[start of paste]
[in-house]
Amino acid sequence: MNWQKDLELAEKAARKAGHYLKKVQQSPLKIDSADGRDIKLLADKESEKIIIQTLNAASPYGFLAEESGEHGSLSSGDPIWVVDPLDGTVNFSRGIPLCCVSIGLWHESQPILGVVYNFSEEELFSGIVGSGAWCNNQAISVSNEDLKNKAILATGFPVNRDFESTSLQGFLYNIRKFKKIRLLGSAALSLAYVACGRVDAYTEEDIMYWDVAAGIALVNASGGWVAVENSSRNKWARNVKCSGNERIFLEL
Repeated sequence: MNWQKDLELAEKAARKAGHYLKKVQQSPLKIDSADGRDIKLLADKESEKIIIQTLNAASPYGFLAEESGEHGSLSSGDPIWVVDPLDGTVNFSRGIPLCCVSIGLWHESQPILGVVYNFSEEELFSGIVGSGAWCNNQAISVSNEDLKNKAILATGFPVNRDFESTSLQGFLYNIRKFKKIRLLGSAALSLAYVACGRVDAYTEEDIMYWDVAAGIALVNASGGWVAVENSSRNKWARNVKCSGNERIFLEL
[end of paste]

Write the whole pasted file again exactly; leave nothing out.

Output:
[in-house]
Amino acid sequence: MNWQKDLELAEKAARKAGHYLKKVQQSPLKIDSADGRDIKLLADKESEKIIIQTLNAASPYGFLAEESGEHGSLSSGDPIWVVDPLDGTVNFSRGIPLCCVSIGLWHESQPILGVVYNFSEEELFSGIVGSGAWCNNQAISVSNEDLKNKAILATGFPVNRDFESTSLQGFLYNIRKFKKIRLLGSAALSLAYVACGRVDAYTEEDIMYWDVAAGIALVNASGGWVAVENSSRNKWARNVKCSGNERIFLEL
Repeated sequence: MNWQKDLELAEKAARKAGHYLKKVQQSPLKIDSADGRDIKLLADKESEKIIIQTLNAASPYGFLAEESGEHGSLSSGDPIWVVDPLDGTVNFSRGIPLCCVSIGLWHESQPILGVVYNFSEEELFSGIVGSGAWCNNQAISVSNEDLKNKAILATGFPVNRDFESTSLQGFLYNIRKFKKIRLLGSAALSLAYVACGRVDAYTEEDIMYWDVAAGIALVNASGGWVAVENSSRNKWARNVKCSGNERIFLEL